Before long, the collective voice of the UN member states — minus America — sang a familiar tune: they denied that the Sudanese government had engaged in genocide. In a single breath, the integrity of the Convention was shattered and the world's willingness to live through yet another Holocaust was confirmed.

On the ashes of the Holocaust the UN was found, and by more ashes will the UN be survived.

The Solution

America has done more for the victims of this ongoing genocide than any other nation in the world, though it is not nearly enough. Indeed, with each passing deadline that the Sudanese government fails to meet, thousands more innocent people are dying. We have a duty to humankind to protect life wherever it is threatened and if no other nation is willing to act, then we must act alone.

The African Union has proven its incompetence in handling this crisis; the AU is not the solution.

The United Nations has proven that the importance of self-interest trumps the importance of human life; the UN is not the solution.

The solution rests in America's devotion to freedom, democracy, and the rights of all people to life and liberty. The time has come for President Bush to inform the Sudanese government that we will no longer stand by while they continue in their genocidal campaign. President Bush must threaten the Sudanese government with the iron fist of America's military forces. We must let the entire world know that America will NEVER AGAIN just stand by. We must bring meaning back to those powerful words. NEVER AGAIN!

Posted by Dr Politico at May 24, 2006 7:07 PM
Comment #151043

Methinks you doth give Bush too much credit. You make it sound as if he brought the genocide to the world’s attention. Nothing could be further from the truth. The World Press had been making this story global news long before Bush even contemplated sending a research team. It was in fact, the world that brought the matter to Bush’s attention. And Bush ran smack into his opportunity cost for invading Iraq, no resources to do anything else.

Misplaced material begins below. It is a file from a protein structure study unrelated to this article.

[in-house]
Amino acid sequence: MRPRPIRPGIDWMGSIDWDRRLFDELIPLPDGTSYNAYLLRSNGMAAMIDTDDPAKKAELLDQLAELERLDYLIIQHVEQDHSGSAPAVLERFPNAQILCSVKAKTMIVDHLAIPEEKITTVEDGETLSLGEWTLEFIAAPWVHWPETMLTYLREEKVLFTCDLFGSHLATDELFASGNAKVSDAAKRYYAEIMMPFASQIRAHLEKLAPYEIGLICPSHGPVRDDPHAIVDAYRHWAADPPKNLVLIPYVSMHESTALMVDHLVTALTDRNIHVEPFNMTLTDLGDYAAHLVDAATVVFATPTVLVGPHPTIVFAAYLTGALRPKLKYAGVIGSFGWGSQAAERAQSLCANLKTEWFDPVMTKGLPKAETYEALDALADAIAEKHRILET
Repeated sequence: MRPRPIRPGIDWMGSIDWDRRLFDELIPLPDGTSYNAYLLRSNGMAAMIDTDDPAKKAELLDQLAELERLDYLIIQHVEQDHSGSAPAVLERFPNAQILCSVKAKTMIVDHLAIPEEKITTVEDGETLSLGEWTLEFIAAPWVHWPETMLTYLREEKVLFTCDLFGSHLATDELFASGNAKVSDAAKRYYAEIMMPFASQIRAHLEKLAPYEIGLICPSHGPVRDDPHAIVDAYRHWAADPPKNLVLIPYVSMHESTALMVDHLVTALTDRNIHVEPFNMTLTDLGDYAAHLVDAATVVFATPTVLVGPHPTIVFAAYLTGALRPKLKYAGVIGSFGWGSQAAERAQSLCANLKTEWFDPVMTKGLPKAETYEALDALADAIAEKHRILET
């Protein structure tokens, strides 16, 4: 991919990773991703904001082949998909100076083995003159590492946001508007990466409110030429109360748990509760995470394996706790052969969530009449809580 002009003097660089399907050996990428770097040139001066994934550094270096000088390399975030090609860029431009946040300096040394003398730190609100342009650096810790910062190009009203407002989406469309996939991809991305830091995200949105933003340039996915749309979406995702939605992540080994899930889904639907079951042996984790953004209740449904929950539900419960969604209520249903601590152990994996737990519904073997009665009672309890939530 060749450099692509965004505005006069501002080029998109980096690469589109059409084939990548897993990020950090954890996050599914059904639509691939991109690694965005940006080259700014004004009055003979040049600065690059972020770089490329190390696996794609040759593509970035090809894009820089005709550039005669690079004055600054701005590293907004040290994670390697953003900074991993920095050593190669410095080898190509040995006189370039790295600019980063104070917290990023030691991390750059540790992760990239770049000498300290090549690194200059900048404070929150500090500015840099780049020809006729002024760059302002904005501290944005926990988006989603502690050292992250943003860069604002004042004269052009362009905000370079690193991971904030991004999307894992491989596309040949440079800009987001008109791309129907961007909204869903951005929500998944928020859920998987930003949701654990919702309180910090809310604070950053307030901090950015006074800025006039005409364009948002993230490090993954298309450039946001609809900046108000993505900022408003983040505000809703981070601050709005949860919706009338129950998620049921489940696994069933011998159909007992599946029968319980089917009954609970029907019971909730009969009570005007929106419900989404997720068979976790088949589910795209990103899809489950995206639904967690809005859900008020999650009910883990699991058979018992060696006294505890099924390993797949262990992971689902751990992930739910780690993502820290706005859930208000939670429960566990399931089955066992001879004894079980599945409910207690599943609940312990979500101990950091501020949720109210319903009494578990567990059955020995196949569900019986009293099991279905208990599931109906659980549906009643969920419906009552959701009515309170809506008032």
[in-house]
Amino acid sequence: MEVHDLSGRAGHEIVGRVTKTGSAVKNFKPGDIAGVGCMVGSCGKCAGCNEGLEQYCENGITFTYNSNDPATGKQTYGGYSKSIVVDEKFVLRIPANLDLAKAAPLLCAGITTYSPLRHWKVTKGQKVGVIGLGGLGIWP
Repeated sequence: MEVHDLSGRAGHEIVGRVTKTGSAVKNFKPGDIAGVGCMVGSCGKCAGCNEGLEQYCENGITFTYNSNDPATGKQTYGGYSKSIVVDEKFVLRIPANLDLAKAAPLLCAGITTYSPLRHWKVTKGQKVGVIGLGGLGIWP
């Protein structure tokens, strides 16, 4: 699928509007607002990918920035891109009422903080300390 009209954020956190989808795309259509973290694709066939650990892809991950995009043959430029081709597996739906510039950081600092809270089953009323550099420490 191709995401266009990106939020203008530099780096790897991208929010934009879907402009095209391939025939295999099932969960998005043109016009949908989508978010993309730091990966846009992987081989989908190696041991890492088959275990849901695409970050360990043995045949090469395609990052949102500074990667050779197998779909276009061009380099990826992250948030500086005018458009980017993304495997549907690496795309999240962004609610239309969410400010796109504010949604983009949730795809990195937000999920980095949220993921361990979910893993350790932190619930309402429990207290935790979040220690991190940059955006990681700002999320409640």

Posted by: David R. Remer at May 24, 2006 7:45 PM
Comment #151081

Methinks you are a dolt David. It doesn’t matter if Bush didn’t report the genocide because he is not a reporter and that is not his job. What is relevant is that Bush was the only leader to publically denounce the government of Sudan even though everyone knew it was genocide. I agree that the Iraq War has prevented Bush from sending in troops to quell the genocide, however he has done more than any other world leader to help the issue out. The Democrats say he hasn’t done his job at keeping America’s promise because he hasn’t stopped the genocide. If he had sent troops in without UN help, however, democrats would jump on his case for issolation America by going into another war without the UN’s approval (see the Iraq War). I think that as we draw troops out of Iraq, whether done by a republican controlled congress or not, Bush will do more to push for American military intervention in the Sudan region. On a different note, Dr Politico, congrats on what i consider one of the best written articles I’ve read on this site.

Posted by: Jewmonger at May 24, 2006 10:21 PM
Comment #151099

Yep, denouncing it sure helps when someone is raping you and hacking off your head. Real profile in courage there.

Posted by: gergle at May 24, 2006 11:19 PM
Comment #151100

Better than pretending it isn’t happening so you don’t have to feel guilty about not doing anything, especially for countries that aren’t using a tremendous amount of resources fighting a large war already.

Posted by: jewmonger at May 24, 2006 11:25 PM
Comment #151104

Never Again, two words for Integrity. Integrity means doing what is right, regardless who is watching or not watching.

You got it right! Never Again!

Posted by: George Van Valkenburg at May 25, 2006 12:24 AM
Comment #151107

Funny. It was was Liberal Hollywood who was at the forefront of this. Did I hear any praise coming from the rightwingnuts?

Posted by: Aldous at May 25, 2006 12:47 AM
Comment #151110

I don’t base my opinions on what the politicians that I am most likely to vote for say; I do it based on what I believe should be done from the facts that I have seen. For example, When either Boxer or Pelosi, I can’t remember which is which, started the investigation into a fellow democrat recently, I came onto a site similar to this and said she did a wonderful job. If the liberal Hollywood people brought attention to this, than they deserve a congrats, but that doesn’t take away from the president carrying it one step further. The only thing more stupid than a person who believes everything a republican says without looking at the facts on their own, is a person who believes what a democrat says without looking at the facts.

Posted by: jewmonger at May 25, 2006 1:02 AM
Comment #151111

“Funny. It was was Liberal Hollywood who was at the forefront of this.”

If you’re not joking, then I worry about you, Aldous.

David Remer,

I did not intend to give the impression that before President Bush called it genocide, nobody was the wiser. I meant that by calling it genocide he focused the international agenda, vis-a-vis the UN, on the genocide.